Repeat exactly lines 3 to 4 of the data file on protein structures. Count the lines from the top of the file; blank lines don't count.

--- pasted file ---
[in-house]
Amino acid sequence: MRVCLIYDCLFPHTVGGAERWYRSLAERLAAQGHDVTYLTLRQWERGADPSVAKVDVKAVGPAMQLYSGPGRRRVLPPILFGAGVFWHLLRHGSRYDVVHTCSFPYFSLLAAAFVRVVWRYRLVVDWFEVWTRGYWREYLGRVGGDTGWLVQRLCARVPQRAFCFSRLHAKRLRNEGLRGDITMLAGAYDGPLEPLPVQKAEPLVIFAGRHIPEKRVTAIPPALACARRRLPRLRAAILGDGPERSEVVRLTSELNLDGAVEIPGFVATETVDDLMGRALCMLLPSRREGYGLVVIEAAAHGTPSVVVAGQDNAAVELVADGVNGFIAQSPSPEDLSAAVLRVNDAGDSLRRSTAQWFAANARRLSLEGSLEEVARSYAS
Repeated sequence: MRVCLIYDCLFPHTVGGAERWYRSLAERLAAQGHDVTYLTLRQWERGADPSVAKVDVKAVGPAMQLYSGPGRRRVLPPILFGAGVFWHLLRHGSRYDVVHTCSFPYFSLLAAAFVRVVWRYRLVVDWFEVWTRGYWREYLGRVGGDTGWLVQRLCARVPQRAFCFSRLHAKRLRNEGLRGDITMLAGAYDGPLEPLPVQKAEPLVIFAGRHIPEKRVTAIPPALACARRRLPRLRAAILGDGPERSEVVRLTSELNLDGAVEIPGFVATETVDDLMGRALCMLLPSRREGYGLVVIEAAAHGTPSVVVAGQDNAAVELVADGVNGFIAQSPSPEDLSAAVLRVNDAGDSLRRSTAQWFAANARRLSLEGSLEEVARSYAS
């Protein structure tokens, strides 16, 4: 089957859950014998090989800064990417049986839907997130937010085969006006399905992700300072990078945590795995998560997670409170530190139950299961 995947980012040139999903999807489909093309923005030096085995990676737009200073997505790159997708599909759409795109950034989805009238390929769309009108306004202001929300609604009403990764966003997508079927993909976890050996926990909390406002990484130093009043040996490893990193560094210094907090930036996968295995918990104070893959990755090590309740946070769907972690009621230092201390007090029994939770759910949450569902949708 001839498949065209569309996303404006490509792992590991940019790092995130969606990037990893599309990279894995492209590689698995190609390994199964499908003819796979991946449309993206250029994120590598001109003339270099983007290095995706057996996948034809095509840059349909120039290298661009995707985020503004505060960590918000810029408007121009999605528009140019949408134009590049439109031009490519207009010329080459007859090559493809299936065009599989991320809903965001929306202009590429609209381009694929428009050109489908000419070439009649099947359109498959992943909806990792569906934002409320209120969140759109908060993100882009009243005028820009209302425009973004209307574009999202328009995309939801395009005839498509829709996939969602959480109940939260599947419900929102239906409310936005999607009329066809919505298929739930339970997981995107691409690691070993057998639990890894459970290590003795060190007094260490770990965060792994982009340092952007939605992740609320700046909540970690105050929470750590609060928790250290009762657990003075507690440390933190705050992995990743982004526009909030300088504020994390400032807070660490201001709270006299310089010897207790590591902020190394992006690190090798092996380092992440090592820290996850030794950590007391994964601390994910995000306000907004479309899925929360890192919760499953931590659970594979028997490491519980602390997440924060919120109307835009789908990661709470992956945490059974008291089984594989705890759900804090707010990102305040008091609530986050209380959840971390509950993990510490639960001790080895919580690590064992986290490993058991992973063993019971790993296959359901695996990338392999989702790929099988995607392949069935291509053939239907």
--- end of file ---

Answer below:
Repeated sequence: MRVCLIYDCLFPHTVGGAERWYRSLAERLAAQGHDVTYLTLRQWERGADPSVAKVDVKAVGPAMQLYSGPGRRRVLPPILFGAGVFWHLLRHGSRYDVVHTCSFPYFSLLAAAFVRVVWRYRLVVDWFEVWTRGYWREYLGRVGGDTGWLVQRLCARVPQRAFCFSRLHAKRLRNEGLRGDITMLAGAYDGPLEPLPVQKAEPLVIFAGRHIPEKRVTAIPPALACARRRLPRLRAAILGDGPERSEVVRLTSELNLDGAVEIPGFVATETVDDLMGRALCMLLPSRREGYGLVVIEAAAHGTPSVVVAGQDNAAVELVADGVNGFIAQSPSPEDLSAAVLRVNDAGDSLRRSTAQWFAANARRLSLEGSLEEVARSYAS
């Protein structure tokens, strides 16, 4: 089957859950014998090989800064990417049986839907997130937010085969006006399905992700300072990078945590795995998560997670409170530190139950299961 995947980012040139999903999807489909093309923005030096085995990676737009200073997505790159997708599909759409795109950034989805009238390929769309009108306004202001929300609604009403990764966003997508079927993909976890050996926990909390406002990484130093009043040996490893990193560094210094907090930036996968295995918990104070893959990755090590309740946070769907972690009621230092201390007090029994939770759910949450569902949708 001839498949065209569309996303404006490509792992590991940019790092995130969606990037990893599309990279894995492209590689698995190609390994199964499908003819796979991946449309993206250029994120590598001109003339270099983007290095995706057996996948034809095509840059349909120039290298661009995707985020503004505060960590918000810029408007121009999605528009140019949408134009590049439109031009490519207009010329080459007859090559493809299936065009599989991320809903965001929306202009590429609209381009694929428009050109489908000419070439009649099947359109498959992943909806990792569906934002409320209120969140759109908060993100882009009243005028820009209302425009973004209307574009999202328009995309939801395009005839498509829709996939969602959480109940939260599947419900929102239906409310936005999607009329066809919505298929739930339970997981995107691409690691070993057998639990890894459970290590003795060190007094260490770990965060792994982009340092952007939605992740609320700046909540970690105050929470750590609060928790250290009762657990003075507690440390933190705050992995990743982004526009909030300088504020994390400032807070660490201001709270006299310089010897207790590591902020190394992006690190090798092996380092992440090592820290996850030794950590007391994964601390994910995000306000907004479309899925929360890192919760499953931590659970594979028997490491519980602390997440924060919120109307835009789908990661709470992956945490059974008291089984594989705890759900804090707010990102305040008091609530986050209380959840971390509950993990510490639960001790080895919580690590064992986290490993058991992973063993019971790993296959359901695996990338392999989702790929099988995607392949069935291509053939239907």